Nova Scotia

Soldier who wore medals he didn't earn loses Order of Military Merit

A retired soldier who was court-martialled for wearing medals he didn't earn at a Remembrance Day ceremony has lost his membership in the Order of Military Merit.

Judge says case shows 'a lack of integrity and respect for the profound meaning of medals'

Richard Fancy lost his membership in the Order of Military Merit for wearing medals he did not earn. (Frédéric Pepin/Radio-Canada)

The Governor General's office says a retired soldier who was court-martialled for wearing Afghanistan and Somalia medals and parachute wings he wasn't entitled to at a Remembrance Day ceremony has lost his membership in the Order of Military Merit.

Richard Fancy was a member of the regular forces between 1984 and 2010 and then joined the reserves with the Halifax Rifles until 2015. He became a master warrant officer in the regiment and received the Order of Military Merit in October 2014, a month before the Remembrance Day incident in Halifax.

In May 2016, Fancy pleaded guilty at a court martial to three counts of conduct to the prejudice of good order and discipline and was reduced in rank to warrant officer and fined $300.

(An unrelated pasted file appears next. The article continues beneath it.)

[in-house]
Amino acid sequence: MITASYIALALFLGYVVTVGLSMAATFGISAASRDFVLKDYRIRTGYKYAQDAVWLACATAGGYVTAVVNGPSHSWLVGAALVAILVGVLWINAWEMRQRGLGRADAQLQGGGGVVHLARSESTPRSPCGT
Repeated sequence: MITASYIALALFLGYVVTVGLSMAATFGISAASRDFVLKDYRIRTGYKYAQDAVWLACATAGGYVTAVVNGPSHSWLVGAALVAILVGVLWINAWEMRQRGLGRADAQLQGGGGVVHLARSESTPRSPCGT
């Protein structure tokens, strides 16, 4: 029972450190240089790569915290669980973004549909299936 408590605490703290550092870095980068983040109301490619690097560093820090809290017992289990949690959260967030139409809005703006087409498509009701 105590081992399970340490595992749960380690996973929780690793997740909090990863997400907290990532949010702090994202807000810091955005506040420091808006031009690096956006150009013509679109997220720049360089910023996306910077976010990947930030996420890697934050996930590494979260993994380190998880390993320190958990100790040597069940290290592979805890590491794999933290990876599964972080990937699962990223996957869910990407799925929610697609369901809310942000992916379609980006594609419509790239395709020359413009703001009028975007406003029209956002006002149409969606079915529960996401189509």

'A lack of integrity'

The decorations he wore improperly credited him with service in Somalia and Afghanistan and with being a paratrooper.

Membership in the Order of Military Merit recognizes exceptional service or performance of duty, but can be stripped from a recipient by an order of the Governor General.

At the court martial, military judge Col. Mario Dutil wrote that the circumstances of the case demonstrated "a lack of integrity and respect for the profound meaning of medals and decorations for the Canadian Armed Forces and for those who have gained the right to wear them."

He said the fact that Fancy held a senior leadership position at the time was an aggravating factor. However, the judge added that Fancy admitted guilt and had an otherwise clean record.